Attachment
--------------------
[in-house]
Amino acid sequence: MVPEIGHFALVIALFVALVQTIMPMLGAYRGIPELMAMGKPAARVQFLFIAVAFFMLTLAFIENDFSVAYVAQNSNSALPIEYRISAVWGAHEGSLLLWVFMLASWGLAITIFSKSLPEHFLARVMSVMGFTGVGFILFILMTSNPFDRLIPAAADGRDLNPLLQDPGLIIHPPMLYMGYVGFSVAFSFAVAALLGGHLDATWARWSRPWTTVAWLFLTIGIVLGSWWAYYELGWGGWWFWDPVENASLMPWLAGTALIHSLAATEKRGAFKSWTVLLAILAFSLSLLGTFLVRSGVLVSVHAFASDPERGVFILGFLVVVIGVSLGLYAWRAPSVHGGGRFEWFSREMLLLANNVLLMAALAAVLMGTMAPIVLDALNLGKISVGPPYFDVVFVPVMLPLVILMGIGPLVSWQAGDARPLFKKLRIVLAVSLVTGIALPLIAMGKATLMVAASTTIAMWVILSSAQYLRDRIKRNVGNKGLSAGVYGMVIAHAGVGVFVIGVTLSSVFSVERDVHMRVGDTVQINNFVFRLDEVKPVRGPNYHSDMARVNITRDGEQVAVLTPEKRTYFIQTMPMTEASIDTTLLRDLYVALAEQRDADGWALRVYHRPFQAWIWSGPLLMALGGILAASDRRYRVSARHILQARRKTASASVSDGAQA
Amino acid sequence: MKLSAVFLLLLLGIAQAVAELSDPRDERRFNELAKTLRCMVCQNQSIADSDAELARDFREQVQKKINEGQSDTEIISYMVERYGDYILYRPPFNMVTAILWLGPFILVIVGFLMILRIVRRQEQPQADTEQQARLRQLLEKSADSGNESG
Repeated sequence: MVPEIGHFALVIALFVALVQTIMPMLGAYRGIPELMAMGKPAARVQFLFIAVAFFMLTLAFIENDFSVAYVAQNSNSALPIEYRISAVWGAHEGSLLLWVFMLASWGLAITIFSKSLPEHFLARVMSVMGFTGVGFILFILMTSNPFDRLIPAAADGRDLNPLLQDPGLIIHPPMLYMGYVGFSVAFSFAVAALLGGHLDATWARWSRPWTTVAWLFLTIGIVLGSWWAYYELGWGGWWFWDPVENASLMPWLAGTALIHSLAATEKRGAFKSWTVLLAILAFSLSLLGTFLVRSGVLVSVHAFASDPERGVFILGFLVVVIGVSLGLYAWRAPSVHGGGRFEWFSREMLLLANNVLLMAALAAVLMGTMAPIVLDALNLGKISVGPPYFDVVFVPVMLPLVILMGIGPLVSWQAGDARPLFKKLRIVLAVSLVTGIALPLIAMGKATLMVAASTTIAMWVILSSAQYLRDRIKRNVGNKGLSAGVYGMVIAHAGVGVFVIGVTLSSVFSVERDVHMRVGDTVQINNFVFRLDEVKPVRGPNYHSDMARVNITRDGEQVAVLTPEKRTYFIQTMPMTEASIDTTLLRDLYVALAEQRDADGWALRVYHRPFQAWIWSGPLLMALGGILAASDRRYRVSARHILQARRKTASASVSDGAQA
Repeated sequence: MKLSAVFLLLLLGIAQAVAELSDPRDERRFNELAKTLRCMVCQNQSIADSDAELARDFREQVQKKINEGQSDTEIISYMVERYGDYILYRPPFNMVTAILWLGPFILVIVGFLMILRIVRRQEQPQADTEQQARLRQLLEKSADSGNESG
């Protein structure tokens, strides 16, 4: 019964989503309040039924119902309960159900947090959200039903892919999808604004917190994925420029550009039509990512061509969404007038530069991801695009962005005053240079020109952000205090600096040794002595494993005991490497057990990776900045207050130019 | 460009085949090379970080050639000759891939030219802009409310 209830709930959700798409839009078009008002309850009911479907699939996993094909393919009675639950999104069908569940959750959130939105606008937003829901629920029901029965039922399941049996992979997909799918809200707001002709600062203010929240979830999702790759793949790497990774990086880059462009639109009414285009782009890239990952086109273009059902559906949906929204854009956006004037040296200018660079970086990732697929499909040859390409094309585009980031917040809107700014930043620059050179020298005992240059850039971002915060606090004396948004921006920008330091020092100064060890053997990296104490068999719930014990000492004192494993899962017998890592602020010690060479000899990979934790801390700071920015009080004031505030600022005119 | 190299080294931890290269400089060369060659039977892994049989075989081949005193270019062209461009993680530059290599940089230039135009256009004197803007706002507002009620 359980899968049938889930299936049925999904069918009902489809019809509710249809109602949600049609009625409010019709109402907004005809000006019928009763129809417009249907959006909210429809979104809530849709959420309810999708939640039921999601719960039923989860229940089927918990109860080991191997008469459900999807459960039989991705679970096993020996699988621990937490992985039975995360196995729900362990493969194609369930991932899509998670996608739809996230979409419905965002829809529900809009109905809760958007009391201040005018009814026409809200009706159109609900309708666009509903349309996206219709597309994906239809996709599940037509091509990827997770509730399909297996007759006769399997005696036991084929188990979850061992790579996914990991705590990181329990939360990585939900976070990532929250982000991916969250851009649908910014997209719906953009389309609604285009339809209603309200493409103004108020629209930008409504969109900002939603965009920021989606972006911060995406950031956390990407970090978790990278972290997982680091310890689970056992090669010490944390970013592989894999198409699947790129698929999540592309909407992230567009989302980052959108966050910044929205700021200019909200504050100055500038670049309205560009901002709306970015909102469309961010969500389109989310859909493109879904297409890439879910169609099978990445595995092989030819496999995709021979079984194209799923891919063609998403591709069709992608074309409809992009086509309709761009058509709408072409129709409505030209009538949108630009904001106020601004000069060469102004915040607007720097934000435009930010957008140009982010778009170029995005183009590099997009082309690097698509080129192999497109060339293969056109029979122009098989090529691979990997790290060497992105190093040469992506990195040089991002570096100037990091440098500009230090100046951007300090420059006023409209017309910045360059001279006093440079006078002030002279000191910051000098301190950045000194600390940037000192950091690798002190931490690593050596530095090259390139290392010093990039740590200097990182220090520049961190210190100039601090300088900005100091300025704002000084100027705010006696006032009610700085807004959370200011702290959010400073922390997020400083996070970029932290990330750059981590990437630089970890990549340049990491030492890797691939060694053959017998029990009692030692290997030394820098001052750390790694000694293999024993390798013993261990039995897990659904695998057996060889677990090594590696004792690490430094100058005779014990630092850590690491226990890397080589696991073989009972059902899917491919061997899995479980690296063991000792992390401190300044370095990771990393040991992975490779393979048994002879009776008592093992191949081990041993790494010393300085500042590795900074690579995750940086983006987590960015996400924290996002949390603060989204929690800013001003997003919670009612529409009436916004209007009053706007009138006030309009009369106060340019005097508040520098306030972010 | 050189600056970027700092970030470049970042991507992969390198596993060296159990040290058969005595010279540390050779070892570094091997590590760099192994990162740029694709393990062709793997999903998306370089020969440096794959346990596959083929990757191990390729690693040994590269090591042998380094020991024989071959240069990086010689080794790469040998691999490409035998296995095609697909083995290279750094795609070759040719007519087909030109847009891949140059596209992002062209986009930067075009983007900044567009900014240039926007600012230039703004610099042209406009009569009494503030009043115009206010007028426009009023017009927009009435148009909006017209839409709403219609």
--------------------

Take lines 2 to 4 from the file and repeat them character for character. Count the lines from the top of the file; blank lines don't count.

Amino acid sequence: MVPEIGHFALVIALFVALVQTIMPMLGAYRGIPELMAMGKPAARVQFLFIAVAFFMLTLAFIENDFSVAYVAQNSNSALPIEYRISAVWGAHEGSLLLWVFMLASWGLAITIFSKSLPEHFLARVMSVMGFTGVGFILFILMTSNPFDRLIPAAADGRDLNPLLQDPGLIIHPPMLYMGYVGFSVAFSFAVAALLGGHLDATWARWSRPWTTVAWLFLTIGIVLGSWWAYYELGWGGWWFWDPVENASLMPWLAGTALIHSLAATEKRGAFKSWTVLLAILAFSLSLLGTFLVRSGVLVSVHAFASDPERGVFILGFLVVVIGVSLGLYAWRAPSVHGGGRFEWFSREMLLLANNVLLMAALAAVLMGTMAPIVLDALNLGKISVGPPYFDVVFVPVMLPLVILMGIGPLVSWQAGDARPLFKKLRIVLAVSLVTGIALPLIAMGKATLMVAASTTIAMWVILSSAQYLRDRIKRNVGNKGLSAGVYGMVIAHAGVGVFVIGVTLSSVFSVERDVHMRVGDTVQINNFVFRLDEVKPVRGPNYHSDMARVNITRDGEQVAVLTPEKRTYFIQTMPMTEASIDTTLLRDLYVALAEQRDADGWALRVYHRPFQAWIWSGPLLMALGGILAASDRRYRVSARHILQARRKTASASVSDGAQA
Amino acid sequence: MKLSAVFLLLLLGIAQAVAELSDPRDERRFNELAKTLRCMVCQNQSIADSDAELARDFREQVQKKINEGQSDTEIISYMVERYGDYILYRPPFNMVTAILWLGPFILVIVGFLMILRIVRRQEQPQADTEQQARLRQLLEKSADSGNESG
Repeated sequence: MVPEIGHFALVIALFVALVQTIMPMLGAYRGIPELMAMGKPAARVQFLFIAVAFFMLTLAFIENDFSVAYVAQNSNSALPIEYRISAVWGAHEGSLLLWVFMLASWGLAITIFSKSLPEHFLARVMSVMGFTGVGFILFILMTSNPFDRLIPAAADGRDLNPLLQDPGLIIHPPMLYMGYVGFSVAFSFAVAALLGGHLDATWARWSRPWTTVAWLFLTIGIVLGSWWAYYELGWGGWWFWDPVENASLMPWLAGTALIHSLAATEKRGAFKSWTVLLAILAFSLSLLGTFLVRSGVLVSVHAFASDPERGVFILGFLVVVIGVSLGLYAWRAPSVHGGGRFEWFSREMLLLANNVLLMAALAAVLMGTMAPIVLDALNLGKISVGPPYFDVVFVPVMLPLVILMGIGPLVSWQAGDARPLFKKLRIVLAVSLVTGIALPLIAMGKATLMVAASTTIAMWVILSSAQYLRDRIKRNVGNKGLSAGVYGMVIAHAGVGVFVIGVTLSSVFSVERDVHMRVGDTVQINNFVFRLDEVKPVRGPNYHSDMARVNITRDGEQVAVLTPEKRTYFIQTMPMTEASIDTTLLRDLYVALAEQRDADGWALRVYHRPFQAWIWSGPLLMALGGILAASDRRYRVSARHILQARRKTASASVSDGAQA